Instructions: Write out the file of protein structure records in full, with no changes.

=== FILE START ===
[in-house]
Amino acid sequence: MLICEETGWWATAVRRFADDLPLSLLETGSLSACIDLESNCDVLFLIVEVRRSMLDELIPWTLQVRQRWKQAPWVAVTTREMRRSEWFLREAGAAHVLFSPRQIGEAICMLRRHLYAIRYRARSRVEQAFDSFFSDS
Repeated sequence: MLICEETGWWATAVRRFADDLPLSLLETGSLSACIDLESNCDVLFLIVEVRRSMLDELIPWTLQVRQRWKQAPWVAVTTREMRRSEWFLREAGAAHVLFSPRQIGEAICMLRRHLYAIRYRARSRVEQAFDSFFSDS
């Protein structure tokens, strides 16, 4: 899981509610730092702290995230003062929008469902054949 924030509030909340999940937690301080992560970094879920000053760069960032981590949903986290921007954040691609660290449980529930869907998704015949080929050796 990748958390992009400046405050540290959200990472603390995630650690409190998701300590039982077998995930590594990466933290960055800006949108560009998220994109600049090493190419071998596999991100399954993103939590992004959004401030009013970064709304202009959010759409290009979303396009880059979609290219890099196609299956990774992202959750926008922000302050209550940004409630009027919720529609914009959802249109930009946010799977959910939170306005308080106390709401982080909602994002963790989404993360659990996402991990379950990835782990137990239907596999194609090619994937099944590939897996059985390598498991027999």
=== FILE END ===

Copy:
[in-house]
Amino acid sequence: MLICEETGWWATAVRRFADDLPLSLLETGSLSACIDLESNCDVLFLIVEVRRSMLDELIPWTLQVRQRWKQAPWVAVTTREMRRSEWFLREAGAAHVLFSPRQIGEAICMLRRHLYAIRYRARSRVEQAFDSFFSDS
Repeated sequence: MLICEETGWWATAVRRFADDLPLSLLETGSLSACIDLESNCDVLFLIVEVRRSMLDELIPWTLQVRQRWKQAPWVAVTTREMRRSEWFLREAGAAHVLFSPRQIGEAICMLRRHLYAIRYRARSRVEQAFDSFFSDS
């Protein structure tokens, strides 16, 4: 899981509610730092702290995230003062929008469902054949 924030509030909340999940937690301080992560970094879920000053760069960032981590949903986290921007954040691609660290449980529930869907998704015949080929050796 990748958390992009400046405050540290959200990472603390995630650690409190998701300590039982077998995930590594990466933290960055800006949108560009998220994109600049090493190419071998596999991100399954993103939590992004959004401030009013970064709304202009959010759409290009979303396009880059979609290219890099196609299956990774992202959750926008922000302050209550940004409630009027919720529609914009959802249109930009946010799977959910939170306005308080106390709401982080909602994002963790989404993360659990996402991990379950990835782990137990239907596999194609090619994937099944590939897996059985390598498991027999």